Tony Blair is cleverer than Gordon Brown...
It's the answer to a question I've thought about a bit over the years. It's not something I take great joy in finding out for sure, and neither does it prove that Tony Blair was actually a "good thing" (really I don't think that at all). But the hamminess of that clunking fist is apparent in the chain of events that have unfolded, leading up to Brown's big anti-climax non-election announcement, while TB has pranced on, viralesque, into the Middle East.
As Boulton says "whatever else, it will call into question the judgement of Team Brown and also their sincerity when they talk about the national interest because of the political calculation which they have clearly now been caught by the headlights".
Saturday, October 06, 2007
Tony Blair is cleverer than Gordon Brown...
Thursday, October 04, 2007
Tuesday, October 02, 2007
Stop right there, Beeb.
"Ever the showman..."
Yes. The article is about Gordon Brown- the man who had to be taught to smile. The man who was once the sober son of the manse- prudence's best friend, you name it in terms of sobriety when he was covering Tony Blair's back in the nulab early years- is now a smiling showman. Truly the spin is dead- long live the sping!
Monday, October 01, 2007
And then, quite a lot of news.
Well, some fascinating analysis of the latest numbers from Iraq- sadly we're talking body counts, but I've always been absolutely focussed on these as my means of understanding what can be understood about there by us from over here. John Wixted has the breakdown- keep scrolling, but notice where it compares the trends of sectarian Shia-led killings with Al Qaeda bombing attacks. The surge happens, and the former drop off, while the latter take off, and now appear to have stuttered. You can see a chink of light here, you really can- once the battle becomes Al Qaeda vs, the battle becomes worthwhile and meaningful and Iraqis suddenly begin to see their choices.
I was also very impressed by this article from Caroline Glick on the Ahmadinejad trip to the US. It's the fundamentals on fundamentalism, to put it succinctly.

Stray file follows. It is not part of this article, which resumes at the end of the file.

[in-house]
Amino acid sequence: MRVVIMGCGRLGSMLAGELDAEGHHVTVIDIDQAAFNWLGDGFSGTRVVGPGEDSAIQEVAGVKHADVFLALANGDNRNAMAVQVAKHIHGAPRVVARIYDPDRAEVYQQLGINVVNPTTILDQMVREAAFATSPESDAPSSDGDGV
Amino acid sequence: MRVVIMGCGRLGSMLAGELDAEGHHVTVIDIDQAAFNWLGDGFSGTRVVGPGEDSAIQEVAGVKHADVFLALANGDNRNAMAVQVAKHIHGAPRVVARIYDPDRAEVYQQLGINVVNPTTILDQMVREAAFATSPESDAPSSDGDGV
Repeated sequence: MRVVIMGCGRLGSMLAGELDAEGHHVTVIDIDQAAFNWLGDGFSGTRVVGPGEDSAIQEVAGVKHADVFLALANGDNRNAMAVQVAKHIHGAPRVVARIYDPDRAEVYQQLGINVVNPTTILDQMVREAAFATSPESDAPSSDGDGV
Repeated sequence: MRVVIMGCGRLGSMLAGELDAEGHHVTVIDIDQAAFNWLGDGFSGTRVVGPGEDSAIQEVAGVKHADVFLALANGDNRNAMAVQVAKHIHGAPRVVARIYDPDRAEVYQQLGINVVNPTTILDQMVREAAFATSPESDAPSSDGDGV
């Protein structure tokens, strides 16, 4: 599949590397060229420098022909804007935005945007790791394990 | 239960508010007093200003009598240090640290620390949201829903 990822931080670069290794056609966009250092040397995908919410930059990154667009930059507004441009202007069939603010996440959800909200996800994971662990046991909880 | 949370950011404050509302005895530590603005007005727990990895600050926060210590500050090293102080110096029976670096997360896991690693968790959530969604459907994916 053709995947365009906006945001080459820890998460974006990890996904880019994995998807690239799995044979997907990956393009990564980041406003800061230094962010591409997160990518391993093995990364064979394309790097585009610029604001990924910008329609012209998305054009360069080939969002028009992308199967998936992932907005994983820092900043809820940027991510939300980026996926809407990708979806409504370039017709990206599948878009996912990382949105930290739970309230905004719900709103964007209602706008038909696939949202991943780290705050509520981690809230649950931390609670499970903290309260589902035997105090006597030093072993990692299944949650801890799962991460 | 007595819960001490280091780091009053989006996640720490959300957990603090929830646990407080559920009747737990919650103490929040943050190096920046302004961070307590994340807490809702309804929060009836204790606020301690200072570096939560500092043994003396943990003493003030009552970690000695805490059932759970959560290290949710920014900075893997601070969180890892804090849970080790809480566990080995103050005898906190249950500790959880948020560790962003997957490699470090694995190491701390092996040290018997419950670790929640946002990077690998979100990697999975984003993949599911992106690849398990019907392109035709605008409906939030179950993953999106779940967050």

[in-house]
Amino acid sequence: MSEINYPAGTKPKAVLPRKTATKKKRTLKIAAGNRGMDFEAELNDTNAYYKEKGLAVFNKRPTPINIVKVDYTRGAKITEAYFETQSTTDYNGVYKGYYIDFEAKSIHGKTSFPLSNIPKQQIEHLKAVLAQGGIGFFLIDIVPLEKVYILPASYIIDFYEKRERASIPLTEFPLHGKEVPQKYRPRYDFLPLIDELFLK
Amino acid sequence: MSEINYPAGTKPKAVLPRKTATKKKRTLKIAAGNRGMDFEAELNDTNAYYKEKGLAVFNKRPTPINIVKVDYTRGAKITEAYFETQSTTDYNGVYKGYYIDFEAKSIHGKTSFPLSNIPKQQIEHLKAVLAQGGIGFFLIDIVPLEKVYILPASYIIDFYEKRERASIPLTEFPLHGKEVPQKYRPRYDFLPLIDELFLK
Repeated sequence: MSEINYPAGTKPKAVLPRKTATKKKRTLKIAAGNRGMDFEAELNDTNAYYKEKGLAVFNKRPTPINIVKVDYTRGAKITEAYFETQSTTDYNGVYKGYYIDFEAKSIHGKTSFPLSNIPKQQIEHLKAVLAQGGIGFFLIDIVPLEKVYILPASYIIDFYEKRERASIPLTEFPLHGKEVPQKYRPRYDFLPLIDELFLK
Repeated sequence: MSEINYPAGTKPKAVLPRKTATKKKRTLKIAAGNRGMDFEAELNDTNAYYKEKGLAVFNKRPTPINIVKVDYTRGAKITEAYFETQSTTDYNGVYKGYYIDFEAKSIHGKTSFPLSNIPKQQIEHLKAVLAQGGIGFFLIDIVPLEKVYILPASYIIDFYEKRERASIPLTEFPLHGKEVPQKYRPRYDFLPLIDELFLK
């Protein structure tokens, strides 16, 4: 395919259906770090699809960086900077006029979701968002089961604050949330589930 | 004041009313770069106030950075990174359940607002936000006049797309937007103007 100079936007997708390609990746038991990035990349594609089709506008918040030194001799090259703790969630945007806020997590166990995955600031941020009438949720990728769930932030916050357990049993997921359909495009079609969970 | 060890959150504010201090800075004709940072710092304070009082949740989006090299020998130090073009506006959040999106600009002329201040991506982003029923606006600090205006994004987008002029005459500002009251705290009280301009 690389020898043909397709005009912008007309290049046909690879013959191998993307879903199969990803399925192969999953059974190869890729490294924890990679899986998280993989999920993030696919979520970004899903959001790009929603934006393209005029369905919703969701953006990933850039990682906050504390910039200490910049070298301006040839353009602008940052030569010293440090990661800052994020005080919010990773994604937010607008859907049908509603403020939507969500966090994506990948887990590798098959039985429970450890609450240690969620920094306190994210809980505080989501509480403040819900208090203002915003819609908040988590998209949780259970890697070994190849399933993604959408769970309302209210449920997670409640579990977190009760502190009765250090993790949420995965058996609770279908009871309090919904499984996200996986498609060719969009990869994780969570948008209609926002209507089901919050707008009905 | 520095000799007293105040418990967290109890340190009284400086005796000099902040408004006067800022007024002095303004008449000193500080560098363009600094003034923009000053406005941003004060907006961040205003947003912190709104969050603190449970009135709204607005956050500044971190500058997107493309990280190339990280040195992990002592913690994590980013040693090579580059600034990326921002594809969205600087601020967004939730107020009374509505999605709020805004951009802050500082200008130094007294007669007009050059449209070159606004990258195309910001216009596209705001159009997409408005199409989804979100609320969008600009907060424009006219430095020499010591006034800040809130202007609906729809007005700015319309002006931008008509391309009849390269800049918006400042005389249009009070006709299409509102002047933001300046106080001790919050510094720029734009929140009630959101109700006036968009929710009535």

And well, I even got a little excited by the Conservative Conference this week. On the other hand this guy brought me back down to earth. Some traps would be worth falling into- it's known as principle and far-sightedness. But, yes, it would be a turn up for the books if that happened to be the case with the current Conservatives.
Sunday, September 30, 2007
Another week and, sorry, another gap in posting, wasn't there? It's not really a sign of my getting tired of the weblog, more a symptom of me re-thinking a few things and that it's not always possible to be thoughtful and prolific, especially when time is short and other things crowd in.
Something that caught my eye in this week of the Labour Party conference was the neat way in which the BBC gave Gordon Brown a platform on the international stage as he responded to the upheavals in Burma. Also included was a nice image of Brown looking like a man of fortitude.
So many of these positive images of Brown floating around at the moment, aren't there? Reminds me of a contempory of mine at school- a bit wimpy so he got into judo, which was fine until he got his photo in the local paper, captioned: "Nick, ready for action". Too much. I had to laugh. Not his fault, of course, but ott.
In the new, unelected Prime Minister's case it makes me sick because there are real people on the end of these conflicts, and all Gordon sees fit to do is to introduce an element of surprise into his Conference package by appearing to be at the forefront in a crisis. It's almost as if Gordon is saying that anything Blair can do (ie. spin), he can do better- and with more chutzpah, as is shown by the fact that he announced on his ascension an end to spin. Since then it's been nothing but spin and proven that his image is paramount.
As often I have to acknowledge a "thought debt" to Mark Steyn, whose latest article is in my view among his very best,
"So much of contemporary life is about opportunities for self-congratulation. Risk-free dissent is the default mode of our culture, and extremely seductive."
Yes, yes, and Gordon has been giving us a masterclass recently- as if we needed one. That's one reason we miss Steyn in the UK these days since he walked out of the Telegraph and Spectator. Brown trotted onto the centre stage, full of righteous indignation about affairs in a country that he'll never have to sacrifice anything for, the epitome of risk-free self-congratulation.
And that's not even to mention Darfur. Or the cuts in the Navy. It's all virtual, this world, apart from the people who're dying.